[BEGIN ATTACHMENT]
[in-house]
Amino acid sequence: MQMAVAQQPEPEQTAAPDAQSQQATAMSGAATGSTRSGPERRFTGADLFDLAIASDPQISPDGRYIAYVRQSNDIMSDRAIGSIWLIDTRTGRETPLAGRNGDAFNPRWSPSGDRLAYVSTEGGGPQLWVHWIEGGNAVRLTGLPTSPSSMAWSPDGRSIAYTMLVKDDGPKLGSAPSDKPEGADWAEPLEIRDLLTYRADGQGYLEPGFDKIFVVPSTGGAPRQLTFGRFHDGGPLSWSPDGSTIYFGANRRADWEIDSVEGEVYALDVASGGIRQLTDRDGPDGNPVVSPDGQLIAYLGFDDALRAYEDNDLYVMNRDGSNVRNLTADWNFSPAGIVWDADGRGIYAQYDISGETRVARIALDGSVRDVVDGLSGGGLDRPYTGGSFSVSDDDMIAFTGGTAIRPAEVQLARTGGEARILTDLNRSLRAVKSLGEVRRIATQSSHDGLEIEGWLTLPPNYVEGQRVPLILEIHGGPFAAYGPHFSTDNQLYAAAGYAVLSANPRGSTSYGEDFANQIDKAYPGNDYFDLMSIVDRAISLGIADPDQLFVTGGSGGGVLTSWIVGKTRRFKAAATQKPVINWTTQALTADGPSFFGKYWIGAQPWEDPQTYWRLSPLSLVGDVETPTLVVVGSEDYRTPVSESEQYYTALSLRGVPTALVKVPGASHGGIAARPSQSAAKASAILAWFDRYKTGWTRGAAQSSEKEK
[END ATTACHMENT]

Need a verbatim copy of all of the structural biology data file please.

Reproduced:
[in-house]
Amino acid sequence: MQMAVAQQPEPEQTAAPDAQSQQATAMSGAATGSTRSGPERRFTGADLFDLAIASDPQISPDGRYIAYVRQSNDIMSDRAIGSIWLIDTRTGRETPLAGRNGDAFNPRWSPSGDRLAYVSTEGGGPQLWVHWIEGGNAVRLTGLPTSPSSMAWSPDGRSIAYTMLVKDDGPKLGSAPSDKPEGADWAEPLEIRDLLTYRADGQGYLEPGFDKIFVVPSTGGAPRQLTFGRFHDGGPLSWSPDGSTIYFGANRRADWEIDSVEGEVYALDVASGGIRQLTDRDGPDGNPVVSPDGQLIAYLGFDDALRAYEDNDLYVMNRDGSNVRNLTADWNFSPAGIVWDADGRGIYAQYDISGETRVARIALDGSVRDVVDGLSGGGLDRPYTGGSFSVSDDDMIAFTGGTAIRPAEVQLARTGGEARILTDLNRSLRAVKSLGEVRRIATQSSHDGLEIEGWLTLPPNYVEGQRVPLILEIHGGPFAAYGPHFSTDNQLYAAAGYAVLSANPRGSTSYGEDFANQIDKAYPGNDYFDLMSIVDRAISLGIADPDQLFVTGGSGGGVLTSWIVGKTRRFKAAATQKPVINWTTQALTADGPSFFGKYWIGAQPWEDPQTYWRLSPLSLVGDVETPTLVVVGSEDYRTPVSESEQYYTALSLRGVPTALVKVPGASHGGIAARPSQSAAKASAILAWFDRYKTGWTRGAAQSSEKEK